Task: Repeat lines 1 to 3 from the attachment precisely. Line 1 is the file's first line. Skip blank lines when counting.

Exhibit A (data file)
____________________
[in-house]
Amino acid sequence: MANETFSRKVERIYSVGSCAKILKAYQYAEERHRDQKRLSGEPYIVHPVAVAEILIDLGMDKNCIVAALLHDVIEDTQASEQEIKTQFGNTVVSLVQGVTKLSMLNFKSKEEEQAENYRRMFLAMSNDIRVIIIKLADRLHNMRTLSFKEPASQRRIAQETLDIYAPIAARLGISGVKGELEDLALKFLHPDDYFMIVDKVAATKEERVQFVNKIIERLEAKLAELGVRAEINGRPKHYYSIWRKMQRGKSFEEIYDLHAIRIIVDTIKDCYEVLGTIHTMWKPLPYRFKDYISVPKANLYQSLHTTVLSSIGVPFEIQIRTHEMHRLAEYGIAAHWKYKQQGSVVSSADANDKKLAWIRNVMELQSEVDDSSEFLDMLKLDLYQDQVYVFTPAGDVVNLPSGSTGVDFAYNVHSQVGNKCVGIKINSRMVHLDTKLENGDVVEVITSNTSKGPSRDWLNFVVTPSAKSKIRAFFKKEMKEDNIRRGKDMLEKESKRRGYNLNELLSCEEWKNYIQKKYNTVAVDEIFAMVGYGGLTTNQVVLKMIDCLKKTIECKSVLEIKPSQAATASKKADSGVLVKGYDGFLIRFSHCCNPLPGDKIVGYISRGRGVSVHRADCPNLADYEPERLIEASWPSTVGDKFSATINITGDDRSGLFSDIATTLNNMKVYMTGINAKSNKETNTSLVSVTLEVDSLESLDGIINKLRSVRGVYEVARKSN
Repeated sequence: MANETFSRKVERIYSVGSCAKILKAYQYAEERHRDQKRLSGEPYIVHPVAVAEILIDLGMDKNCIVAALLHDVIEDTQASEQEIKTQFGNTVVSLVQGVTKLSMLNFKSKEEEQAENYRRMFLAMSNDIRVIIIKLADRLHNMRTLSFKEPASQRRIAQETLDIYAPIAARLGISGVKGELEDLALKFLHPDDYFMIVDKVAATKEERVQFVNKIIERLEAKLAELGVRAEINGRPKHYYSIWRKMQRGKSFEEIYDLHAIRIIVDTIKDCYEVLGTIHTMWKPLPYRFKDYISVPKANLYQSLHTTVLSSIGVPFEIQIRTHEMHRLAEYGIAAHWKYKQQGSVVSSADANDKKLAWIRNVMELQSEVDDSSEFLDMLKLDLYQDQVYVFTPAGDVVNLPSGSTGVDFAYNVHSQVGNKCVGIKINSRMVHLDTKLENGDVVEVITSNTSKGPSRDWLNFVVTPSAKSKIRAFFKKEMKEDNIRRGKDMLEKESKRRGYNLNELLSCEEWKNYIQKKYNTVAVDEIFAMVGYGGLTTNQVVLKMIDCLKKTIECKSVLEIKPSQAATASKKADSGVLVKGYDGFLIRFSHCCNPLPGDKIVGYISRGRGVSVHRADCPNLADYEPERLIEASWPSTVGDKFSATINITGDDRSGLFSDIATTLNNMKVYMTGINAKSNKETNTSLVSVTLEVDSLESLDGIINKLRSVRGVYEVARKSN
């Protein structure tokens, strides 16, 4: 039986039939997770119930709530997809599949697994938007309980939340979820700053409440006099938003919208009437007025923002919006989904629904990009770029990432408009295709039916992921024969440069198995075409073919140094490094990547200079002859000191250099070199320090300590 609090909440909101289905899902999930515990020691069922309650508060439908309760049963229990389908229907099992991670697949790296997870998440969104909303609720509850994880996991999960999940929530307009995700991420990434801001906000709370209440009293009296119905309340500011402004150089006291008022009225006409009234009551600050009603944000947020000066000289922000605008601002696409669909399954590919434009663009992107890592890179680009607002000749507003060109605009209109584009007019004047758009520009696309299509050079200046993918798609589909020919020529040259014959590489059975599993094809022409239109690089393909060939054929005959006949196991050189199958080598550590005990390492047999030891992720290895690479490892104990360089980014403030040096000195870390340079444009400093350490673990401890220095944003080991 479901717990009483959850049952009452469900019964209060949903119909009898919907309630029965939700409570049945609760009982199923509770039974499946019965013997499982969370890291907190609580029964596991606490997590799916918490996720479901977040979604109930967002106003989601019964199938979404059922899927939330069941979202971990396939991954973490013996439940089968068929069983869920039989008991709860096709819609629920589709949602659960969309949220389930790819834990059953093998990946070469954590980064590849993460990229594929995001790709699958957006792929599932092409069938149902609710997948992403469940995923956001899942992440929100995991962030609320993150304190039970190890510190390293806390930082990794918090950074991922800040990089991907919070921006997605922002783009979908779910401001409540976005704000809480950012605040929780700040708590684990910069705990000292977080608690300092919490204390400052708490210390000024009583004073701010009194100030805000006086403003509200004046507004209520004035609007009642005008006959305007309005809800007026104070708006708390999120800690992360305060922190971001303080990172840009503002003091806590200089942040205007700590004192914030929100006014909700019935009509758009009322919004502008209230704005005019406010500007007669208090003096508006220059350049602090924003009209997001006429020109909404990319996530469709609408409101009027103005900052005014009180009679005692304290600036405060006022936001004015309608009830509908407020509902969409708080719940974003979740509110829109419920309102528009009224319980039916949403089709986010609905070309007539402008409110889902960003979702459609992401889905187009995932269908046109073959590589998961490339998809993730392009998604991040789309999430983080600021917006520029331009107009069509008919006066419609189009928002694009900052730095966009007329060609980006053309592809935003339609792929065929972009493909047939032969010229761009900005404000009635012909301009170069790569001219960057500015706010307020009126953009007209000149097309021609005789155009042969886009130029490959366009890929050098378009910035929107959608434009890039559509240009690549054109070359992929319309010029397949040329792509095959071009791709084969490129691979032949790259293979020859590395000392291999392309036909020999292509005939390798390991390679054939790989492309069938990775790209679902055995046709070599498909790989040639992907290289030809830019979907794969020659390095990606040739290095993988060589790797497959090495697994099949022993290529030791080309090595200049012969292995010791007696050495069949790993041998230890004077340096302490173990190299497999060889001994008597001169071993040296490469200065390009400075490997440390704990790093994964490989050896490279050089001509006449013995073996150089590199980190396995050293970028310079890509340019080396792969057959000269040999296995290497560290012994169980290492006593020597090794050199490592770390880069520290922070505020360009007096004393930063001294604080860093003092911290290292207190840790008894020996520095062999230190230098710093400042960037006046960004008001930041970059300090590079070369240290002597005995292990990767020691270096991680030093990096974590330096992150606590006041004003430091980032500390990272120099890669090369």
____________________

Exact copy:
[in-house]
Amino acid sequence: MANETFSRKVERIYSVGSCAKILKAYQYAEERHRDQKRLSGEPYIVHPVAVAEILIDLGMDKNCIVAALLHDVIEDTQASEQEIKTQFGNTVVSLVQGVTKLSMLNFKSKEEEQAENYRRMFLAMSNDIRVIIIKLADRLHNMRTLSFKEPASQRRIAQETLDIYAPIAARLGISGVKGELEDLALKFLHPDDYFMIVDKVAATKEERVQFVNKIIERLEAKLAELGVRAEINGRPKHYYSIWRKMQRGKSFEEIYDLHAIRIIVDTIKDCYEVLGTIHTMWKPLPYRFKDYISVPKANLYQSLHTTVLSSIGVPFEIQIRTHEMHRLAEYGIAAHWKYKQQGSVVSSADANDKKLAWIRNVMELQSEVDDSSEFLDMLKLDLYQDQVYVFTPAGDVVNLPSGSTGVDFAYNVHSQVGNKCVGIKINSRMVHLDTKLENGDVVEVITSNTSKGPSRDWLNFVVTPSAKSKIRAFFKKEMKEDNIRRGKDMLEKESKRRGYNLNELLSCEEWKNYIQKKYNTVAVDEIFAMVGYGGLTTNQVVLKMIDCLKKTIECKSVLEIKPSQAATASKKADSGVLVKGYDGFLIRFSHCCNPLPGDKIVGYISRGRGVSVHRADCPNLADYEPERLIEASWPSTVGDKFSATINITGDDRSGLFSDIATTLNNMKVYMTGINAKSNKETNTSLVSVTLEVDSLESLDGIINKLRSVRGVYEVARKSN
Repeated sequence: MANETFSRKVERIYSVGSCAKILKAYQYAEERHRDQKRLSGEPYIVHPVAVAEILIDLGMDKNCIVAALLHDVIEDTQASEQEIKTQFGNTVVSLVQGVTKLSMLNFKSKEEEQAENYRRMFLAMSNDIRVIIIKLADRLHNMRTLSFKEPASQRRIAQETLDIYAPIAARLGISGVKGELEDLALKFLHPDDYFMIVDKVAATKEERVQFVNKIIERLEAKLAELGVRAEINGRPKHYYSIWRKMQRGKSFEEIYDLHAIRIIVDTIKDCYEVLGTIHTMWKPLPYRFKDYISVPKANLYQSLHTTVLSSIGVPFEIQIRTHEMHRLAEYGIAAHWKYKQQGSVVSSADANDKKLAWIRNVMELQSEVDDSSEFLDMLKLDLYQDQVYVFTPAGDVVNLPSGSTGVDFAYNVHSQVGNKCVGIKINSRMVHLDTKLENGDVVEVITSNTSKGPSRDWLNFVVTPSAKSKIRAFFKKEMKEDNIRRGKDMLEKESKRRGYNLNELLSCEEWKNYIQKKYNTVAVDEIFAMVGYGGLTTNQVVLKMIDCLKKTIECKSVLEIKPSQAATASKKADSGVLVKGYDGFLIRFSHCCNPLPGDKIVGYISRGRGVSVHRADCPNLADYEPERLIEASWPSTVGDKFSATINITGDDRSGLFSDIATTLNNMKVYMTGINAKSNKETNTSLVSVTLEVDSLESLDGIINKLRSVRGVYEVARKSN